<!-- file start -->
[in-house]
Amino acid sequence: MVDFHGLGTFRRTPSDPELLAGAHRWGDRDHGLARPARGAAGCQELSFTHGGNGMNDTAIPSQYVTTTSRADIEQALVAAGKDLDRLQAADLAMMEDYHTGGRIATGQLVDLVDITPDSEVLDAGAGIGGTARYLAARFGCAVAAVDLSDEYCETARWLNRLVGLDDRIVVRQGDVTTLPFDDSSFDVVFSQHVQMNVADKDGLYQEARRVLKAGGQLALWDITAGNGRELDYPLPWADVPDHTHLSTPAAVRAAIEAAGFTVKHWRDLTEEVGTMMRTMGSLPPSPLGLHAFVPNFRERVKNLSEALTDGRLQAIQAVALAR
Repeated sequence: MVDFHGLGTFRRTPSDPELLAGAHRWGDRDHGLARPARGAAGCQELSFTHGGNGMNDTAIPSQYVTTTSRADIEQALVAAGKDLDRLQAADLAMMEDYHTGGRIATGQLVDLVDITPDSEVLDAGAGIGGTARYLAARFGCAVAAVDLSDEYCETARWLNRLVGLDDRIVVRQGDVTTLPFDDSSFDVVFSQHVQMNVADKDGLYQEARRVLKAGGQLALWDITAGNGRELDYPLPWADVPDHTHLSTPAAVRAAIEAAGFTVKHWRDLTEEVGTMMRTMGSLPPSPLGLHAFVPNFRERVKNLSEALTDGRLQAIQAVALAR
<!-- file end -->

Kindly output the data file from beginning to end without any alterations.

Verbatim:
[in-house]
Amino acid sequence: MVDFHGLGTFRRTPSDPELLAGAHRWGDRDHGLARPARGAAGCQELSFTHGGNGMNDTAIPSQYVTTTSRADIEQALVAAGKDLDRLQAADLAMMEDYHTGGRIATGQLVDLVDITPDSEVLDAGAGIGGTARYLAARFGCAVAAVDLSDEYCETARWLNRLVGLDDRIVVRQGDVTTLPFDDSSFDVVFSQHVQMNVADKDGLYQEARRVLKAGGQLALWDITAGNGRELDYPLPWADVPDHTHLSTPAAVRAAIEAAGFTVKHWRDLTEEVGTMMRTMGSLPPSPLGLHAFVPNFRERVKNLSEALTDGRLQAIQAVALAR
Repeated sequence: MVDFHGLGTFRRTPSDPELLAGAHRWGDRDHGLARPARGAAGCQELSFTHGGNGMNDTAIPSQYVTTTSRADIEQALVAAGKDLDRLQAADLAMMEDYHTGGRIATGQLVDLVDITPDSEVLDAGAGIGGTARYLAARFGCAVAAVDLSDEYCETARWLNRLVGLDDRIVVRQGDVTTLPFDDSSFDVVFSQHVQMNVADKDGLYQEARRVLKAGGQLALWDITAGNGRELDYPLPWADVPDHTHLSTPAAVRAAIEAAGFTVKHWRDLTEEVGTMMRTMGSLPPSPLGLHAFVPNFRERVKNLSEALTDGRLQAIQAVALAR